Last month, Britain appointed its first “minister for loneliness,” who is charged with tackling what Prime Minister Theresa May called the “sad reality of modern life.”
Public-health leaders immediately praised the idea — and for good reason. In recent decades, researchers have discovered that loneliness left untreated is not just psychically painful; it also can have serious medical consequences. Rigorous epidemiological studies have linked loneliness and social isolation to heart disease, cancer, depression, diabetes and suicide. Vivek Murthy, the former United States surgeon general, has written that loneliness and social isolation are “associated with a reduction in life span similar to that caused by smoking 15 cigarettes a day and even greater than that associated with obesity.”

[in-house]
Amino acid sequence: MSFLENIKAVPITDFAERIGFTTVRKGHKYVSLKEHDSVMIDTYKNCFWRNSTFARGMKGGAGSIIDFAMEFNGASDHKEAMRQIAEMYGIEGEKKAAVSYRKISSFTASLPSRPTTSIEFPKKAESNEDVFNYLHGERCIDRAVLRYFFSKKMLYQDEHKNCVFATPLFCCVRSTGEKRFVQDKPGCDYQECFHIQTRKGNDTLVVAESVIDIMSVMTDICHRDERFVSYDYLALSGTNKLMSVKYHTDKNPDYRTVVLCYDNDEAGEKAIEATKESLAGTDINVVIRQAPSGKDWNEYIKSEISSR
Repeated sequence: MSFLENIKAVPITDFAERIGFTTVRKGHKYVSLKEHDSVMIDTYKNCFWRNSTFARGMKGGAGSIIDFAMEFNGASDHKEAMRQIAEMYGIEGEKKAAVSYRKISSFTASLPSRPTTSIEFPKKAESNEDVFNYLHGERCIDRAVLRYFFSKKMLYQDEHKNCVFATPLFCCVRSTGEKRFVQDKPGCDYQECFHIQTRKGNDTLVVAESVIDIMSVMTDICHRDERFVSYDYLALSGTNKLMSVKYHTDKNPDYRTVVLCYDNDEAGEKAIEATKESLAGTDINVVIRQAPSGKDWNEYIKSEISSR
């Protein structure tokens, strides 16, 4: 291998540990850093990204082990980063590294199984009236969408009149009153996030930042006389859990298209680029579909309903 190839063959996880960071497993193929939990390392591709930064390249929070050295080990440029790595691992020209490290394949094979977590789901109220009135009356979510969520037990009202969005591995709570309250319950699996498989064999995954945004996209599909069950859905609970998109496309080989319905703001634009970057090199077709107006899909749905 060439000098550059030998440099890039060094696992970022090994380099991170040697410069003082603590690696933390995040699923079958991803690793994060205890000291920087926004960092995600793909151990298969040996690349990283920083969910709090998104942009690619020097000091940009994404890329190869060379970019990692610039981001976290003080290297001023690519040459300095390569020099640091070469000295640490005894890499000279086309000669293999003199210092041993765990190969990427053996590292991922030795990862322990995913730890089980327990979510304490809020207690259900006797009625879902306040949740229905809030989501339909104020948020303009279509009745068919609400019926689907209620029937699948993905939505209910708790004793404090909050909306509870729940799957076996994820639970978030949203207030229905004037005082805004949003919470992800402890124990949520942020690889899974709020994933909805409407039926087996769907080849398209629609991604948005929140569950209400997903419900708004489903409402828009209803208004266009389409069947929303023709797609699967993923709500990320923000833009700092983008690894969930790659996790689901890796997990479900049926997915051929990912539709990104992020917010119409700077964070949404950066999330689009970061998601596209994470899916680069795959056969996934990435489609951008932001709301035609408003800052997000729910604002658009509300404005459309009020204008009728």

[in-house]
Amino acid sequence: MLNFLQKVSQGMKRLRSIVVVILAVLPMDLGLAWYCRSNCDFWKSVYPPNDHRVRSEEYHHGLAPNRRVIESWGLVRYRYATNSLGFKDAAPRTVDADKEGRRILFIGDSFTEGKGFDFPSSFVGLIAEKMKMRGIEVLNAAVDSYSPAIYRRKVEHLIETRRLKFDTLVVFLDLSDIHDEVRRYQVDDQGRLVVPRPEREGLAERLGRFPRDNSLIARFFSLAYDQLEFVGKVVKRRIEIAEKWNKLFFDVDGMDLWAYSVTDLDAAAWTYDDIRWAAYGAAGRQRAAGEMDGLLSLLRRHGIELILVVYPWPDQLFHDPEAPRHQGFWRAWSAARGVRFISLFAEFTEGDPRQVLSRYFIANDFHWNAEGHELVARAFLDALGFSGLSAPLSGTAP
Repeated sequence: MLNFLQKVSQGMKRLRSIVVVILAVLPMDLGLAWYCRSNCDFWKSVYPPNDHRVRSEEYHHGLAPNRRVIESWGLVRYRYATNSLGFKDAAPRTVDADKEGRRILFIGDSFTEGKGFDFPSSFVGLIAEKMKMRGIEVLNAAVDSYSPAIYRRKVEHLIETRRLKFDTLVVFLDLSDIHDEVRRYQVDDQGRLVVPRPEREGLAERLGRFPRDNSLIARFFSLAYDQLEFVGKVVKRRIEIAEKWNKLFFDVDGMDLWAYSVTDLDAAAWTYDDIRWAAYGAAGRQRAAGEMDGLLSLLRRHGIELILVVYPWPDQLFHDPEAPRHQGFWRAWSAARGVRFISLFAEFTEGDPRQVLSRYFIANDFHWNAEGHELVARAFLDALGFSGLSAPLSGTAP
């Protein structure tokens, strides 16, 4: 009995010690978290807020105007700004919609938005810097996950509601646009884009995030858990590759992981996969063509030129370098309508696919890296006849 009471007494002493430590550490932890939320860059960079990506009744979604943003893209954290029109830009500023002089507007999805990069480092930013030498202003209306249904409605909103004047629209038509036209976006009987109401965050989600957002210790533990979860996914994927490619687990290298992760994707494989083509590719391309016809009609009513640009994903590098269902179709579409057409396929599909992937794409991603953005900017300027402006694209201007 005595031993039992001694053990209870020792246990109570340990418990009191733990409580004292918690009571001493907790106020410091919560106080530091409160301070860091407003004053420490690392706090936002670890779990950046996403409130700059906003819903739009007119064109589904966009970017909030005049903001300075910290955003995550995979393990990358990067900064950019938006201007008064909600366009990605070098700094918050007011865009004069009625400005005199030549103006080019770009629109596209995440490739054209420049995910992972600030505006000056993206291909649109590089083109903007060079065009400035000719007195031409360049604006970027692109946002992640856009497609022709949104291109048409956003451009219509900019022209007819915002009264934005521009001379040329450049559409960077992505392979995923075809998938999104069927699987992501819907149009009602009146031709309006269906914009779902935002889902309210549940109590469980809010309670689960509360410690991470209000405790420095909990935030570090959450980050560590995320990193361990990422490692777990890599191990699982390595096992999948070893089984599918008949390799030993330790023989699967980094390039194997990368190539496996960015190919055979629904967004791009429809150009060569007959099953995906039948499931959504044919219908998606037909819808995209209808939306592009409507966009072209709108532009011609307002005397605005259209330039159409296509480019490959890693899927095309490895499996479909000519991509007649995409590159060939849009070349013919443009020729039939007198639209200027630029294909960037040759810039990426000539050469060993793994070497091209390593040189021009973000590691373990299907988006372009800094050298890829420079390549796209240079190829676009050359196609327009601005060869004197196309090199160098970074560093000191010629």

But is loneliness, as many political officials and pundits are warning, a growing “health epidemic”?
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